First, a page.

The Sweet Tooth Theater presents Mambo Gris Gris
Huntsville’s Mambo Gris Gris will have you dancing the night away to zydeco, cha cha, merengue, salsa & more. Satisfy your sweet tooth with delectable deserts & beverages. Don’t forget to enter the door prize drawing! A fundraiser for the Franklin County Arts Guild. Tickets are $15, and available at Winchester Antique Mall, and The Artisan Depot (Cowan).
All About Mambo Gris Gris
The concept might seem far-fetched – a six piece band with accordion, congas and saxophone playing music from New Orleans and old Mexico – but the execution is genuine and enthusiastic.
Winchester’s own Mark Torstenson wanted to put this band together for more than ten years, ever since stumbling into the Maple Leaf during Mardi Gras in 1991. The Iguanas were playing a lot of Nortena covers, so he requested some Flaco Jiminez, Ay To Dejo in San Antonio. And they played it. Years later, at a family gathering, Mark and his younger brother Eric were cajoled into playing together. What song did these Norwegian white boys play? Ay To Dejo in San Antonio in perfect Spanish.
When Eric and his wife Amy settled in Huntsville a few years ago, the door was opened for Mark to build his dream band around Eric’s vocal, accordion and keyboard talents (he also plays the flute). Mark had already found his conga player, José Matienzo, years earlier. They’ve played together since 1997 in Latin Rhythms, a local band specializing in salsa and marengue. Funky Curtis Barkley, an instructor at Mark’s store, The Fret Shop, bounced in as the bassist, and veteran Huntsville drummer Mike Dendy signed on behind the kit. Things went well the first couple of week, but if you know anything about The Iguanas or Los Lobos, you can immediately see what’s missing from this line up: the horns! Enter Steve Motz, sax instructor at UAH. The band was complete.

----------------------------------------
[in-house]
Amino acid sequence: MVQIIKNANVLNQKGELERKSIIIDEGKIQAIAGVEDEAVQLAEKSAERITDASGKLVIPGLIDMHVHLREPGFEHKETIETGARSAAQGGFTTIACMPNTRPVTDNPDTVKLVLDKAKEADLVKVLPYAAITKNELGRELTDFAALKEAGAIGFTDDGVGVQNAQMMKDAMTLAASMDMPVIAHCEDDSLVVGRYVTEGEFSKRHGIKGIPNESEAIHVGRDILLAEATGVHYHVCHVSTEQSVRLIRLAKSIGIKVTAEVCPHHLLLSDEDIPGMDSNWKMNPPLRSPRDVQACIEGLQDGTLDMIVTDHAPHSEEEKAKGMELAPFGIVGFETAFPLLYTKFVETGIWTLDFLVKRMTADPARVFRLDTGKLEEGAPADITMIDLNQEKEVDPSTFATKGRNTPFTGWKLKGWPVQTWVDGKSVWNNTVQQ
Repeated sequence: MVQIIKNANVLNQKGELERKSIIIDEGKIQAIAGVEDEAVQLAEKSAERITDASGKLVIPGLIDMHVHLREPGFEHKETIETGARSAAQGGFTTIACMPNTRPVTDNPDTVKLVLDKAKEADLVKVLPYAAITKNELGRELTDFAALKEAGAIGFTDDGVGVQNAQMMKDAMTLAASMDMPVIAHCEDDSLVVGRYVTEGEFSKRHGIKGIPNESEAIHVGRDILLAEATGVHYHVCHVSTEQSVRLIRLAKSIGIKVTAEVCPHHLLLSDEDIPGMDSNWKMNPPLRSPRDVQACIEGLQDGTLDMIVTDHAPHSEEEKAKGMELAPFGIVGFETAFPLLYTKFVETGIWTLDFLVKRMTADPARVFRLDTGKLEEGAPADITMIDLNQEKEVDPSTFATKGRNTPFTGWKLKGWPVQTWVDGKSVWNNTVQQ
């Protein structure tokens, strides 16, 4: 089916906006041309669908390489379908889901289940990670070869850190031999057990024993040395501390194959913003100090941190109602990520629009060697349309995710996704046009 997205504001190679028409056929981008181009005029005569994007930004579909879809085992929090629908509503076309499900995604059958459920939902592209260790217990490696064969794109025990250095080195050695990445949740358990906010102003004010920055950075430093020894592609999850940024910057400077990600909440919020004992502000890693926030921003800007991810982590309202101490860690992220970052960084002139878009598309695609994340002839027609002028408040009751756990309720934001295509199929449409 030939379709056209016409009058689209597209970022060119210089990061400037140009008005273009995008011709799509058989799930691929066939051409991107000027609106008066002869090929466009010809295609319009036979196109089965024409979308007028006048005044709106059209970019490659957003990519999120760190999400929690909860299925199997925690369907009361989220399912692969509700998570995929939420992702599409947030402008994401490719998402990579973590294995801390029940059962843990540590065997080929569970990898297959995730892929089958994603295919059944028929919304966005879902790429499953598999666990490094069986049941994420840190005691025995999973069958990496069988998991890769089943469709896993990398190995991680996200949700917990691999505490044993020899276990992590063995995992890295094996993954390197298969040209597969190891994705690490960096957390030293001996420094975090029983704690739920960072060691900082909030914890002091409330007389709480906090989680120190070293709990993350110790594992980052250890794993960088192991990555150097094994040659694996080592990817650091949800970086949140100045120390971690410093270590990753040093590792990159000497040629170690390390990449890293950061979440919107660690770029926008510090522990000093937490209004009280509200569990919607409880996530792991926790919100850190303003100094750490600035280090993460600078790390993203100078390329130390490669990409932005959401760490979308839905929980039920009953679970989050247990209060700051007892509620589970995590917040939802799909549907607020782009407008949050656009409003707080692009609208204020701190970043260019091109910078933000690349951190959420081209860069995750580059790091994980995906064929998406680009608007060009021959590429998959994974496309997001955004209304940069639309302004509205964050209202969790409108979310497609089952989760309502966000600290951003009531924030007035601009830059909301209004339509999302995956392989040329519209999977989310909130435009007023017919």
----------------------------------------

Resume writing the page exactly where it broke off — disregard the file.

After forming the band, and before getting that first gig, the group had to decide on a name. The choice sums up the blend of influences, provides a little mysticism and doesn’t cause to many pronunciation problems: Mambo for the Latin dance style and Gris Gris for the New Orleans influence (gris gris is a voodoo charm and the title of a Dr. John album). While the musical styles might seem incongruous to the uninitiated, there are historical similarities in the rhythm and instrumentation of New Orleans piano music and Latin folk songs.
“If you listen to Professor Longhair, he was one of the first guys to incorporate the rhumba beat into a stride piano style, and that became the New Orleans sound,” Mark explains. “The rhumba is 3-plus-2 or a 2-plus-3 beat, rather than the straight 4 beat of most American music.”
The explanation José gives is a little more user friendly: “Mambo Gris Gris plays certain songs from various artists that capture the essence of the Latino heritage mixed with American influence. Having the sounds of the accordion, flute, classic guitar, bass and congas gives it the Latin feel. You throw in a good, smooth saxophone from the jazzy side and a great drummer adding a little bit of rock & roll – you got yourself a great sounding band.”
301 Montgomery St., Cowan, TN, 37318
Date(s) - 02/11/2006
7:00 pm - 9:00 pm